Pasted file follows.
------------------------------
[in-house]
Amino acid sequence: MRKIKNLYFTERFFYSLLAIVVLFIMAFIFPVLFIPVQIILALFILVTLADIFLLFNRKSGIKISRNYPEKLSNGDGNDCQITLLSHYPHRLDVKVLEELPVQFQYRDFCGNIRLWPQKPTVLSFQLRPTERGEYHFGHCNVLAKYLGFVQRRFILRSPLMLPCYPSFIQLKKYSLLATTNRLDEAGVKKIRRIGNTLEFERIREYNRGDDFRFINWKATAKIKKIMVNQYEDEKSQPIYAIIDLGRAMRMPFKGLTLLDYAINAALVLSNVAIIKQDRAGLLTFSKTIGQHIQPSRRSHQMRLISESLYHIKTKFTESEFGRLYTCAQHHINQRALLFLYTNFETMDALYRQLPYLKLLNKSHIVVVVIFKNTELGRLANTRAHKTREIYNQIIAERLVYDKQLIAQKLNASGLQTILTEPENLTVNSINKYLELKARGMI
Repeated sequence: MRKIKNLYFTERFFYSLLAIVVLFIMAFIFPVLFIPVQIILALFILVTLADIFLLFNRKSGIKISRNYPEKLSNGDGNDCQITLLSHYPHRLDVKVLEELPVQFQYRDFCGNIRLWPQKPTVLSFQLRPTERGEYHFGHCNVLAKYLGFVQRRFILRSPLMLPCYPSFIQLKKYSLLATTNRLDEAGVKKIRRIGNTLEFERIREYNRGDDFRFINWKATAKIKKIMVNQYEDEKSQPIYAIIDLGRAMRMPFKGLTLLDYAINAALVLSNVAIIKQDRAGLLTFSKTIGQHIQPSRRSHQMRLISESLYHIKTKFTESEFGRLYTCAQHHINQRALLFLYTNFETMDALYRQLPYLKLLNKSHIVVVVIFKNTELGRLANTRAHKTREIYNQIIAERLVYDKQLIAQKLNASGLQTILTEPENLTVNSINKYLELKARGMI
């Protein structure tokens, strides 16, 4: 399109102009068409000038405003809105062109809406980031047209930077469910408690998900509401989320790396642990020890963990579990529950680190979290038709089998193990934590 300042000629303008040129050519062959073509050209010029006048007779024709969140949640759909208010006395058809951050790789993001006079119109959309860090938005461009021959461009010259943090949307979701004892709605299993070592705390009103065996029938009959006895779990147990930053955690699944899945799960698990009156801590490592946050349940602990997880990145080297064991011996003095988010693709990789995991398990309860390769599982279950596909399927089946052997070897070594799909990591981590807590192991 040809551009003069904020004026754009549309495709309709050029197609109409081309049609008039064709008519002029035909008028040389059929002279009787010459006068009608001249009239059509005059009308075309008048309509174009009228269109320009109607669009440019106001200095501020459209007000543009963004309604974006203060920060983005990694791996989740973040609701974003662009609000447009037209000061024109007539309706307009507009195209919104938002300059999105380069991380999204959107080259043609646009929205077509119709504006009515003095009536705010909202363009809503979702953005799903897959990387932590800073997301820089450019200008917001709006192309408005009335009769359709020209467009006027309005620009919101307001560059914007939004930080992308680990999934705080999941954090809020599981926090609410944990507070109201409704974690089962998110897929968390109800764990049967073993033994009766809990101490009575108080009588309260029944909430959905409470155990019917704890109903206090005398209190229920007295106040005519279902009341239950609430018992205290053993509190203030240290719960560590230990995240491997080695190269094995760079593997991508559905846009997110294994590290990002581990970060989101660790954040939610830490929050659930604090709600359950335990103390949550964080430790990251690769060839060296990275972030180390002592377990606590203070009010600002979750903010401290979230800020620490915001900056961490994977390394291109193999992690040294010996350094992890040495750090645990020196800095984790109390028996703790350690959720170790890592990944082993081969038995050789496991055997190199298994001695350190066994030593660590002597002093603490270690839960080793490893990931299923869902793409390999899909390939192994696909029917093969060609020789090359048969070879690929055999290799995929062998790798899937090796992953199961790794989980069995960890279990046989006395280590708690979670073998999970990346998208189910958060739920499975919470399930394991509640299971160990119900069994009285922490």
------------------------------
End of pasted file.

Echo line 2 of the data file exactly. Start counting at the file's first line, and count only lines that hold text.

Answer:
Amino acid sequence: MRKIKNLYFTERFFYSLLAIVVLFIMAFIFPVLFIPVQIILALFILVTLADIFLLFNRKSGIKISRNYPEKLSNGDGNDCQITLLSHYPHRLDVKVLEELPVQFQYRDFCGNIRLWPQKPTVLSFQLRPTERGEYHFGHCNVLAKYLGFVQRRFILRSPLMLPCYPSFIQLKKYSLLATTNRLDEAGVKKIRRIGNTLEFERIREYNRGDDFRFINWKATAKIKKIMVNQYEDEKSQPIYAIIDLGRAMRMPFKGLTLLDYAINAALVLSNVAIIKQDRAGLLTFSKTIGQHIQPSRRSHQMRLISESLYHIKTKFTESEFGRLYTCAQHHINQRALLFLYTNFETMDALYRQLPYLKLLNKSHIVVVVIFKNTELGRLANTRAHKTREIYNQIIAERLVYDKQLIAQKLNASGLQTILTEPENLTVNSINKYLELKARGMI